But we have to thank the elite don’t we.   If it wasn’t for such disasters, people won’t be able to practice being kind on an international scale right? Wrong. What’s actually going on here is that people are practicing being blind to how the system makes disasters more disastrous in terms of human lives. Whenever you do any good, ask yourself if such a good is actually supporting a greater evil. If it is, the good that you do is nothing but a subsidy for the greater evil to continue its work and keep the death tolls coming between and during disasters. If you’re not willing to think about such things after being made aware of it, and do something about it, then your ‘charity’ is nothing but compensation for the deaths you are responsible for. And your charity, then, is nothing more than an effort to convince yourself that you’re a nice little person because you took part in a prominent ‘charity’ drive of global stature. It’s like having your photograph taken with some dumb ‘celeb’. So now people can go around donning t-shirts that advertise their 'charitable' involvement in a famously infamous disaster. They become celebrities in their own right. But, in a nutshell, this 'charity' is nothing more than 'paying to feel good', and which, in turn, gives one the excuse to not give a toss about the disasters that ensue in our quest for our daily bread within the global nationalised, capitalised milieu. How nice.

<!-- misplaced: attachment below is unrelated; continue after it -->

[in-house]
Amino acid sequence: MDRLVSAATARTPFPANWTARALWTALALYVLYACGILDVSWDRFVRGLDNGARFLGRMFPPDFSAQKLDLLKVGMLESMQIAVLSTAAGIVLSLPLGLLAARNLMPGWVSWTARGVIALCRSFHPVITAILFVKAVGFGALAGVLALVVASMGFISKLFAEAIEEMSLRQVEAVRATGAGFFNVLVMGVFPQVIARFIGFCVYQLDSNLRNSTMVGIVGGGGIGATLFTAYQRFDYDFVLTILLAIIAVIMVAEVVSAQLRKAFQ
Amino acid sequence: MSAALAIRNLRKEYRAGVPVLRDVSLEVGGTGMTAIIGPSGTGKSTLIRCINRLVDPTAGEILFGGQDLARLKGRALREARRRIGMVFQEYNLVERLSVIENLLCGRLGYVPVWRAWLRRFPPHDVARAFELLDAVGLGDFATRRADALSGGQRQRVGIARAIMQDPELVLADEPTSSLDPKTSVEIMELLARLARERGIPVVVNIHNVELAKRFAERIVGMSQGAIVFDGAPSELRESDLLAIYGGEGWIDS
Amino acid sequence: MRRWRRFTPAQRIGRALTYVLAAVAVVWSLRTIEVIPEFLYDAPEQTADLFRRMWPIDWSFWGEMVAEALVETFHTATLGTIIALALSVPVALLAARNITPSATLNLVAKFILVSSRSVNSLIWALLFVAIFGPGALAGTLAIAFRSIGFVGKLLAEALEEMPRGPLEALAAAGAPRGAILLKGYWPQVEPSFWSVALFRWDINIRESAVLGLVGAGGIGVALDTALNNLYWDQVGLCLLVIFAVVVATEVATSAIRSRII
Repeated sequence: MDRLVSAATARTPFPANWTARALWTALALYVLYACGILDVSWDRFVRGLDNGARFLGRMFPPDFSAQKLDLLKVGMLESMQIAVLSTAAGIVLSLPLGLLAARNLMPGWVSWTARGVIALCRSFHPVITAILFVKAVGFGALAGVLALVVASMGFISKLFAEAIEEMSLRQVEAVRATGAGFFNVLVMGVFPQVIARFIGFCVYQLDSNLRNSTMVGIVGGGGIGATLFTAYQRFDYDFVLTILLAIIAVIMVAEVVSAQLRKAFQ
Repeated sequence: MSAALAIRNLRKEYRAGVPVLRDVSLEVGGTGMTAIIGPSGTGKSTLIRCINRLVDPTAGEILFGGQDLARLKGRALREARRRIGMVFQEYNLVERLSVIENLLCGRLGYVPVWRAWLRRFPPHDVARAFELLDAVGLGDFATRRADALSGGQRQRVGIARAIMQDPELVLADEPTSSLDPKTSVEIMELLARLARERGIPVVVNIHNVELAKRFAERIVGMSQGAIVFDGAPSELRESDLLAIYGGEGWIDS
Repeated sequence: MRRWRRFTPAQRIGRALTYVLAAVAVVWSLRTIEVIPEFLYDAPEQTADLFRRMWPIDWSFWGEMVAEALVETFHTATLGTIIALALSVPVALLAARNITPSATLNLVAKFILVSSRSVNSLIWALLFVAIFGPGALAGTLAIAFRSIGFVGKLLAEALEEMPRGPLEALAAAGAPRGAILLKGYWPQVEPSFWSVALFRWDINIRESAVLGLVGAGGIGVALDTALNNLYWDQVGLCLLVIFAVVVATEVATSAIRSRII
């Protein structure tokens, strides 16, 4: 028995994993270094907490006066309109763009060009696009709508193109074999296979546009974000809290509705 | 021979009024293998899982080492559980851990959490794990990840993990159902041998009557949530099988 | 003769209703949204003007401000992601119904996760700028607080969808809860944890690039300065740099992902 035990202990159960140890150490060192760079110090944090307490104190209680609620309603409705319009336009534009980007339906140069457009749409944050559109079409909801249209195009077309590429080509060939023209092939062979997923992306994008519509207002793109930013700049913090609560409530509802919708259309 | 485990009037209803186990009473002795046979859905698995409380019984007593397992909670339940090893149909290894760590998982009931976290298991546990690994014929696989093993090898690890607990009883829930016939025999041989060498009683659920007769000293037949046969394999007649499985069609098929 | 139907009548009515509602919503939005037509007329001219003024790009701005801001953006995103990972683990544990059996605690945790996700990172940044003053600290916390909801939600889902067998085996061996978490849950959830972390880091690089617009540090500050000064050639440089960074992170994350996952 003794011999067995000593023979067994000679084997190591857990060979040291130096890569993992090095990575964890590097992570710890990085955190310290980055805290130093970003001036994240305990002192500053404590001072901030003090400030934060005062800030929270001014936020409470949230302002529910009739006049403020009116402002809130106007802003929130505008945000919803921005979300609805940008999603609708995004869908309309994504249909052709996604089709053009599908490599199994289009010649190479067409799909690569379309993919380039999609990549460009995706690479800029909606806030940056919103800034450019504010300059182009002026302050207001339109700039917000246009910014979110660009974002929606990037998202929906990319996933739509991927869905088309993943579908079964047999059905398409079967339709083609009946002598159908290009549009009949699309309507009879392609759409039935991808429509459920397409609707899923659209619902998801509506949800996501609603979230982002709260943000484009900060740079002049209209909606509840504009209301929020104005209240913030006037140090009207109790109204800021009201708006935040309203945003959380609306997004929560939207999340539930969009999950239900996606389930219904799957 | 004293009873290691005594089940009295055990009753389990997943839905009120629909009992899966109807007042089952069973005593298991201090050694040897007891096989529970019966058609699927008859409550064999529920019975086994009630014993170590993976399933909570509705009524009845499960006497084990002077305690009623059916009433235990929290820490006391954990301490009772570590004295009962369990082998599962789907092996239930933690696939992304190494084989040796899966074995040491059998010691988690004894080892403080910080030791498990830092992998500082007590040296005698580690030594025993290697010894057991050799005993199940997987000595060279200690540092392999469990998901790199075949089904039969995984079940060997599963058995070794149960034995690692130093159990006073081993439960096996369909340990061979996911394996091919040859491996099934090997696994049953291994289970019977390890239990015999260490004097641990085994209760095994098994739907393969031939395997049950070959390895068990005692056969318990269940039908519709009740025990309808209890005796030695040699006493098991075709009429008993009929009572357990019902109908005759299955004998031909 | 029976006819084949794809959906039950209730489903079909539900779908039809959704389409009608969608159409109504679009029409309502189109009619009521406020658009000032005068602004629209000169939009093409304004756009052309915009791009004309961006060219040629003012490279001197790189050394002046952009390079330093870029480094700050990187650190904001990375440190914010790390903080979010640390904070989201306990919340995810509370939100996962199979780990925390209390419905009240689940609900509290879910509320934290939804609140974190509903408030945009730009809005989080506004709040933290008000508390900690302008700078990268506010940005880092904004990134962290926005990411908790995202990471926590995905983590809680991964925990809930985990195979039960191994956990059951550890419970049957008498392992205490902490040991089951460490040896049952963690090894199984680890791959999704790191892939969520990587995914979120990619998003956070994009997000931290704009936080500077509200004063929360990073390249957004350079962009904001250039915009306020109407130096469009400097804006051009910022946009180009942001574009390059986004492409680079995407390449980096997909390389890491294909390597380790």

The means by which an evil system is put up with in non-democratic states, is also the means by which we can learn to accept an evil state of affairs that is yet to be in more democratic and 'enlightened' climes. As I've stated before, an angel plying its angelic traits in hell only serves to strengthen its Mephistophelean overlord.